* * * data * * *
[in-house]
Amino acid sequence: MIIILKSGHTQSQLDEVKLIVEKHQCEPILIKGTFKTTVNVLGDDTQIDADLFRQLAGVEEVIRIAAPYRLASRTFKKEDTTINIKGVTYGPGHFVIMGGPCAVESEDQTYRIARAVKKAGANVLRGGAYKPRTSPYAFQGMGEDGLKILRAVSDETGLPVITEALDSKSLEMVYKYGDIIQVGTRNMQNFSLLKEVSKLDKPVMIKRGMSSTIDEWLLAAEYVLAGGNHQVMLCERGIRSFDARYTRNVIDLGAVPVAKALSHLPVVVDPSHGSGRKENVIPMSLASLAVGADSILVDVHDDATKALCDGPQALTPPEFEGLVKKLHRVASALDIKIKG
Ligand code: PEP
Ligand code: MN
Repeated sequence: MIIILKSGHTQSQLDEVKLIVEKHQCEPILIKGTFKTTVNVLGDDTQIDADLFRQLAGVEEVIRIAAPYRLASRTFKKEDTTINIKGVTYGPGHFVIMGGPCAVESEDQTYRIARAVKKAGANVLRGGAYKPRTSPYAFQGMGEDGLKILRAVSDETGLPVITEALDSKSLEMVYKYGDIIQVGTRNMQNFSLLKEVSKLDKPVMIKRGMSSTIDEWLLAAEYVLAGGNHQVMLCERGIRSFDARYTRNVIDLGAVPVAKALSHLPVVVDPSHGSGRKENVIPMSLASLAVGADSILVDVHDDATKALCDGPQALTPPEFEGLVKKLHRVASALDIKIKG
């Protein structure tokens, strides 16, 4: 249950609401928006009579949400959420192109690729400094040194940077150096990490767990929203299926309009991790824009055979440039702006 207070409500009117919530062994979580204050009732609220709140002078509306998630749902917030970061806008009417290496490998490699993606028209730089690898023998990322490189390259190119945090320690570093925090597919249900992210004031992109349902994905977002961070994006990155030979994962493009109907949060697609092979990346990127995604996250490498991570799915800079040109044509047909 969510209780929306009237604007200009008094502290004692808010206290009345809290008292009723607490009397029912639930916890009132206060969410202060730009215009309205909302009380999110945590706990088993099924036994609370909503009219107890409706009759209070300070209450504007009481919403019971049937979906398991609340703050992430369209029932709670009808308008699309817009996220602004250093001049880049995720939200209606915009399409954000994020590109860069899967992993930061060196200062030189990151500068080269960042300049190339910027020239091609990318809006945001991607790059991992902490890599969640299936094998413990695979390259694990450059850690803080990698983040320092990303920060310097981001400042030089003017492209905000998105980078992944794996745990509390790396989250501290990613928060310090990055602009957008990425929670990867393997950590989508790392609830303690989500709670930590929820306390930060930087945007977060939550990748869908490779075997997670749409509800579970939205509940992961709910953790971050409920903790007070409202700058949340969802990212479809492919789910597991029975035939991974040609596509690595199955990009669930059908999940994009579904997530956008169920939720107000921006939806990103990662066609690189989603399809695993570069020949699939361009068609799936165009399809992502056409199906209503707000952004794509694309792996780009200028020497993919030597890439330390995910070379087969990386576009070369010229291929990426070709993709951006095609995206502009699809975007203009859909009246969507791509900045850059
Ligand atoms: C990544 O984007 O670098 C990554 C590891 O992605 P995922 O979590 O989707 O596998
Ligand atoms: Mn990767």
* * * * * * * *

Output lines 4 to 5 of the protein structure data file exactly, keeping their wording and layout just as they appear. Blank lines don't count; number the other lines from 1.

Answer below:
Ligand code: MN
Repeated sequence: MIIILKSGHTQSQLDEVKLIVEKHQCEPILIKGTFKTTVNVLGDDTQIDADLFRQLAGVEEVIRIAAPYRLASRTFKKEDTTINIKGVTYGPGHFVIMGGPCAVESEDQTYRIARAVKKAGANVLRGGAYKPRTSPYAFQGMGEDGLKILRAVSDETGLPVITEALDSKSLEMVYKYGDIIQVGTRNMQNFSLLKEVSKLDKPVMIKRGMSSTIDEWLLAAEYVLAGGNHQVMLCERGIRSFDARYTRNVIDLGAVPVAKALSHLPVVVDPSHGSGRKENVIPMSLASLAVGADSILVDVHDDATKALCDGPQALTPPEFEGLVKKLHRVASALDIKIKG